The Charter "signalled an evolution in our constitutional and political culture."47 But a respect for individual rights has always been a part of Canada's constitution. By deliberately adopting a constitution in 1867 that was similar in principle to that of the United Kingdom,48 Canada also chose to incorporate the principles of civil liberties and human rights that were embedded in English constitutional history.49 This history includes the Magna Carta, the Bill of Rights of 1689, the Balfour Declaration of 1926 and the Statute of Westminster of 1931. Canada itself added to this list its own Bill of Rights, enacted in 1960.
The 1982 promulgation of the Charter can be seen as a continuation of the evolution of Canada's political and constitutional culture. The Charter was not only Canada's affirmation of its own distinct political culture, separate from that of the United Kingdom, but also the expression of its own spirit of human rights.50
While the Charter was inspired in part by the United States' Bill of Rights, it is by no means a completely analogous document. The Charter has a uniqueness which flows "not only from the distinctive structure of the Charter as compared to the American Bill of Rights but also from the special features of the Canadian cultural, historical, social and political tradition."51
The drafters of the Charter were influenced by international instruments such as the International Covenant on Civil and Political Rights,52 the United Nations' Universal Declaration of Human Rights,53 and the European Convention for the Protection of Human Rights and Fundamental Freedoms. 54
Consequently, when interpreting the Charter, Canadian courts make reference to these international human rights instruments. For example, the Supreme Court's analysis of section 7 of the Charter in the 2002 case of Suresh55 draws on a number of international perspectives on torture, citing a wide range of international treaties and charters, including instruments that Canada is incapable of ratifying, such as the African Charter on Human and Peoples' Rights.56 The Court acknowledged that even though international treaty norms are not, strictly speaking, binding in Canada, these norms may nonetheless assist the Court in its interpretation of the Charter by acting as evidence of international acceptance of certain principles of fundamental justice.57
When interpreting the Charter, in addition to international human rights instruments, Canadian courts also take notice of American jurisprudence. However, the Supreme Court has adopted a cautious attitude towards adopting American constitutional interpretation, despite acknowledging that, with over 200 years of experience in constitutional interpretation, American courts may be able to offer some guidance to the judiciary in this area.58
The Charter is recognized by our courts as the supreme law of Canada. Section 52(1) of the Constitution Act, 1982 stipulates that any provincial or federal law which is inconsistent with the Charter is, to the extent of the inconsistency, of no force and effect. In contrast, the American Bill of Rights applies only to federal legislation, as an aid to interpretation.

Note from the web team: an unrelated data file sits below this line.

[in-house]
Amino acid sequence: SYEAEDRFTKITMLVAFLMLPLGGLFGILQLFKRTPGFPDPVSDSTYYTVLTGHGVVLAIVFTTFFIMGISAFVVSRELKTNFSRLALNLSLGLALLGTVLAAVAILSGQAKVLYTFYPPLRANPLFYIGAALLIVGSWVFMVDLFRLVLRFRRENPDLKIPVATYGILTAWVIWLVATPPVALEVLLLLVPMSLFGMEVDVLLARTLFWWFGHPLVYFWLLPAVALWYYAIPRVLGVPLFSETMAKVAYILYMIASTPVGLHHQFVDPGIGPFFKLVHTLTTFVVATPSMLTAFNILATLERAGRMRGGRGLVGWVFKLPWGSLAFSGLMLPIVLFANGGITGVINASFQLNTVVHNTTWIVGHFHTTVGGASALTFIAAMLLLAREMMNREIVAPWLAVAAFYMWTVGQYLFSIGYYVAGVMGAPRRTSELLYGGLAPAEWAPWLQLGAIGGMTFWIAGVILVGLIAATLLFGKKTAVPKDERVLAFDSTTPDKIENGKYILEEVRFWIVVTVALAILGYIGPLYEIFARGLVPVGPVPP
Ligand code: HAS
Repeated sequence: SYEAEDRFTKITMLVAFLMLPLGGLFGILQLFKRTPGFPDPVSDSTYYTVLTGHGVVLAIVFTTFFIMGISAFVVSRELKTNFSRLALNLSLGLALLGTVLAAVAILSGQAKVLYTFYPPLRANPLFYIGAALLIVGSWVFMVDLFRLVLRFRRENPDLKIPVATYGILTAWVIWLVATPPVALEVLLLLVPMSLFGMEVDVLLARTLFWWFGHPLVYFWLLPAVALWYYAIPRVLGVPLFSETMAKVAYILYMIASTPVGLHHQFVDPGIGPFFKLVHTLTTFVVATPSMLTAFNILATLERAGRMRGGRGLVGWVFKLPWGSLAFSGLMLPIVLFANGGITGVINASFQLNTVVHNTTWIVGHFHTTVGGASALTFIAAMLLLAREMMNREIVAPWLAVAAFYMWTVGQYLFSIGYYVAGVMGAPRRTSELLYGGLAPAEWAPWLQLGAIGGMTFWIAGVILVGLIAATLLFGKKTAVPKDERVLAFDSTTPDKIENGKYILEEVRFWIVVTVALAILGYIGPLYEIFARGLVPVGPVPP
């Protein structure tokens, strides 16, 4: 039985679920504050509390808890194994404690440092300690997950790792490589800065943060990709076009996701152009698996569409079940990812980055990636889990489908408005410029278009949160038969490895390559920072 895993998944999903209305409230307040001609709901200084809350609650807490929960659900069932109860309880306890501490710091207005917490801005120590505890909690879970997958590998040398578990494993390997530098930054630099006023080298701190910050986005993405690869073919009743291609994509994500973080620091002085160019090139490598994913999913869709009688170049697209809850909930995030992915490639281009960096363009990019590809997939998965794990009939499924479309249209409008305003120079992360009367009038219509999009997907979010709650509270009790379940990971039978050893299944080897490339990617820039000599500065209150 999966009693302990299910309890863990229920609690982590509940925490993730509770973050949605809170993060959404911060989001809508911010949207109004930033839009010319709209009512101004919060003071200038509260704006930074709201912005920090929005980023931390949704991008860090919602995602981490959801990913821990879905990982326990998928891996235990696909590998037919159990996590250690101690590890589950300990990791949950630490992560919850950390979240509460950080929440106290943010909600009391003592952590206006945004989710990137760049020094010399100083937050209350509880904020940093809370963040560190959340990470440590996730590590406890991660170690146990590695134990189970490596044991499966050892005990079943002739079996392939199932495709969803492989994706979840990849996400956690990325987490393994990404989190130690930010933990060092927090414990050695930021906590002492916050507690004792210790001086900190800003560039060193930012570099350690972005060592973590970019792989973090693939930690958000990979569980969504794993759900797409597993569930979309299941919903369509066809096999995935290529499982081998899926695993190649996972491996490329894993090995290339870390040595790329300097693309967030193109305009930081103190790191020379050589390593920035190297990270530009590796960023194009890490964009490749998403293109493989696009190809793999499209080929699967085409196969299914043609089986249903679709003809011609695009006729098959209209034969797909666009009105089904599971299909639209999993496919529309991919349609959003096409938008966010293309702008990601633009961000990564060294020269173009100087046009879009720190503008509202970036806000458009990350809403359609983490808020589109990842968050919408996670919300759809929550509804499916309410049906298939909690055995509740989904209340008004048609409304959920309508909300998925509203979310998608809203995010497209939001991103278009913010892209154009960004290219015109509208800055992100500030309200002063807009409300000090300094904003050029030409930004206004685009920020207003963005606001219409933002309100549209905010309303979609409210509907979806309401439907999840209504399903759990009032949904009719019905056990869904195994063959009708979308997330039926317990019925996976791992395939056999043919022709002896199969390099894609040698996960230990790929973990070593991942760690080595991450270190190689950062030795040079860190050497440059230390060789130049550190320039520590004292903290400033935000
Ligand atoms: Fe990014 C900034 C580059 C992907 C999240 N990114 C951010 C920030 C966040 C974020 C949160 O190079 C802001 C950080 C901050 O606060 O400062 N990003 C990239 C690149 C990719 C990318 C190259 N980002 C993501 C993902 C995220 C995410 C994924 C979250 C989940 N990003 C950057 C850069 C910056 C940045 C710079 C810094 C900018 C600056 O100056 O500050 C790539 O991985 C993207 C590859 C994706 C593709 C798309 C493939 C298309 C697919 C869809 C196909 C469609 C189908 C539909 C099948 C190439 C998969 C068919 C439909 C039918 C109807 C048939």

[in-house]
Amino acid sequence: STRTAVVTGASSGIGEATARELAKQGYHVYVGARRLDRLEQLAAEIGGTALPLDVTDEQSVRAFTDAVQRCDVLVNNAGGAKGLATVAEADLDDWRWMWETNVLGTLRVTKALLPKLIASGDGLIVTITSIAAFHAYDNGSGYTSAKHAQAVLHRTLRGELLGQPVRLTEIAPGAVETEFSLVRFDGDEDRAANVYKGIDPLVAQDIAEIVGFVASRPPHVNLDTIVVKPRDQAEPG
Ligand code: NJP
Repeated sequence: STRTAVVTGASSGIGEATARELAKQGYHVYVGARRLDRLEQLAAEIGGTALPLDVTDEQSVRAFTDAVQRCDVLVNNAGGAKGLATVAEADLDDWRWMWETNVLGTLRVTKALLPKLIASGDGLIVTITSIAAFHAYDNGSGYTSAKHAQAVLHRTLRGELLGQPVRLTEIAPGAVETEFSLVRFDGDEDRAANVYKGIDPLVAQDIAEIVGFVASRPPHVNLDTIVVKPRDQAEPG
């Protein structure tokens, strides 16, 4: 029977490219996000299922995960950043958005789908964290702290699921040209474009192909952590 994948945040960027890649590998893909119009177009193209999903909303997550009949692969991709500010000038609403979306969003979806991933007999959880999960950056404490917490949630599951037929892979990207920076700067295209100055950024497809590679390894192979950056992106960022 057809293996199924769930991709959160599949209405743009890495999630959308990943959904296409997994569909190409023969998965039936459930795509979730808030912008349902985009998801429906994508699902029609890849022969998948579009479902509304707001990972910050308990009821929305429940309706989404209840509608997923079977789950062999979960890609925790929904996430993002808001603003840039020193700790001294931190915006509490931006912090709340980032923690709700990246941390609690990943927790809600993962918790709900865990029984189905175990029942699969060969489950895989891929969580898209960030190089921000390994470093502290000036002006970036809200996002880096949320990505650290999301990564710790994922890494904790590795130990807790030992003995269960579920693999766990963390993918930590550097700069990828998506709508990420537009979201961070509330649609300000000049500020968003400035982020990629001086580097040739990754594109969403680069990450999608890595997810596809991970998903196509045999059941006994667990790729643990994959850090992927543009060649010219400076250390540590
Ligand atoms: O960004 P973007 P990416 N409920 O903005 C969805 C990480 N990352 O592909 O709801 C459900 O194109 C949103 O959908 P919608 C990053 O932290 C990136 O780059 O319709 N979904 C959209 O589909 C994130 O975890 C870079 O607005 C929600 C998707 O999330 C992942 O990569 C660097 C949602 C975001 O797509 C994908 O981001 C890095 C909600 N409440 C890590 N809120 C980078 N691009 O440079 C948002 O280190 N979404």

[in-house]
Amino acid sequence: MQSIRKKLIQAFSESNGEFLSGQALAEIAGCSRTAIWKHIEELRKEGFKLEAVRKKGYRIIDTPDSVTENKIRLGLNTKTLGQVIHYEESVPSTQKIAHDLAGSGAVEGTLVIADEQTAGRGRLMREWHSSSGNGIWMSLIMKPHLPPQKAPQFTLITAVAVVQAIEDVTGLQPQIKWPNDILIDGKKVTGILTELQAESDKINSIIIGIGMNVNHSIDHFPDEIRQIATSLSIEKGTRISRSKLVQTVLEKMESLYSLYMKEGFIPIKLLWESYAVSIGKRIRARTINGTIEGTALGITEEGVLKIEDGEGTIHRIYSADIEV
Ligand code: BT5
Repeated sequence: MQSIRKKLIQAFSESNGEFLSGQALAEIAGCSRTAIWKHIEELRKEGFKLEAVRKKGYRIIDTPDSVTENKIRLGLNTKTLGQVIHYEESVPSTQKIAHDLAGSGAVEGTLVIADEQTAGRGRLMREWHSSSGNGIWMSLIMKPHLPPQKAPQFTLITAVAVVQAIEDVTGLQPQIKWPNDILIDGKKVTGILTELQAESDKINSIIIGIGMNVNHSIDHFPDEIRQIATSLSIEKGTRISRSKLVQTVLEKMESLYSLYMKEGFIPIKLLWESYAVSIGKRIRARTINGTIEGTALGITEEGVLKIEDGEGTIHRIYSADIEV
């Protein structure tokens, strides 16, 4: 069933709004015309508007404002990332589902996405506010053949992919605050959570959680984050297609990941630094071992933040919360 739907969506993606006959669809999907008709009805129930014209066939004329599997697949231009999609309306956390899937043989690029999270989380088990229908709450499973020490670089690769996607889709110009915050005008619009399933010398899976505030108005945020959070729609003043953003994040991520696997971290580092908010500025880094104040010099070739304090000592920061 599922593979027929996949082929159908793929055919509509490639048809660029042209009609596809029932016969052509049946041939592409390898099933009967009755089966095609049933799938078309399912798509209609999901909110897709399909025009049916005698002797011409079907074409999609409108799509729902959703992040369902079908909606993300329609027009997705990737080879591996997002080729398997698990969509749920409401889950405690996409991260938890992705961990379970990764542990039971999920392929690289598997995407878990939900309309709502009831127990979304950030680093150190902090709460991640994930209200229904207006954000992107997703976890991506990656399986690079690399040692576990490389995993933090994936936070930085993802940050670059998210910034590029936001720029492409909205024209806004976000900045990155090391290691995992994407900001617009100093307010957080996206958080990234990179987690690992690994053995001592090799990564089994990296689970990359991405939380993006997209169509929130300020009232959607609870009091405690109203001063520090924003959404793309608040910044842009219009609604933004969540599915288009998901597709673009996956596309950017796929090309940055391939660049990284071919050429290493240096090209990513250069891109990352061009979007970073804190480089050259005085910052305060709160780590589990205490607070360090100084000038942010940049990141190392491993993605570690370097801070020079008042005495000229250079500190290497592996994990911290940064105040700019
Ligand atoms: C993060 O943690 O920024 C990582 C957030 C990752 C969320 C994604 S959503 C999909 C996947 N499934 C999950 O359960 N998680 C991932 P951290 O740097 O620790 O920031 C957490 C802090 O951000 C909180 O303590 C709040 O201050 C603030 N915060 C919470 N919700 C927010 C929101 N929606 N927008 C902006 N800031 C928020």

Prior to 1982, Parliamentary supremacy reigned in Canada. The Constitution Act, 1867 set the division of powers between Parliament and the provincial legislatures. Each legislature was supreme such that, within its jurisdiction, no other institution had the power to declare its laws unconstitutional.
This situation changed in 1982 when the Charter of Rights and Freedoms was adopted as part of the Constitution Act, 1982. Essentially, Canada ceased to be a country of parliamentary supremacy and became, like the United States, a country of constitutional supremacy, where the Charter is "the supreme law of Canada." As of 1982, if Parliament or any of the provincial legislatures enacts a law that violates a section of the Charter, a court has the power under section 52(1) of the Constitution Act, 1982 to strike this legislation down.
The power of the courts to declare a law to be contrary to the Charter is in addition to their power of judicial review to enforce the distribution of powers under the rules of federalism contained in the Constitution Act, 1867.
In addition to the existing remedies for unconstitutional action, the Charter contains its own remedy clause. This general remedial provision is found in section 24(1) which specifies that anyone whose Charter rights or freedoms have been breached may apply to a court of competent jurisdiction for a remedy. The court has the discretion to award such remedy as it considers "appropriate and just in the circumstances." This provision authorizes a wide range of judicial remedies including the discretion to decide that no remedy should be awarded.
The Supreme Court has stated that the rights and freedoms guaranteed by the Charter are to be accorded a "generous and expansive" interpretation. 59
The need for a generous interpretation flows from the principle that the Charter ought to be interpreted purposively. While courts must be careful not to overshoot the actual purposes of the Charter's guarantees, they must avoid a narrow, technical approach to Charter interpretation which could subvert the goal of ensuring that right holders enjoy the full benefit and protection of the Charter.60
However, the Supreme Court has also noted that the guaranteed "rights and freedoms are not absolute, governments and legislatures could justify the qualification or infringement of these constitutional rights."61 In effect, the rights and freedoms guaranteed by the Charter are subject to such reasonable limits as can be justified in a free and democratic society.
Both the guarantee of the rights and the limitation on them are contained in the same section, the first section of the Charter, which reads as follows:
The Canadian Charter of Rights and Freedoms guarantees the rights and freedoms set out in it subject only to such reasonable limits prescribed by law as can be demonstrably justified in a free and democratic society.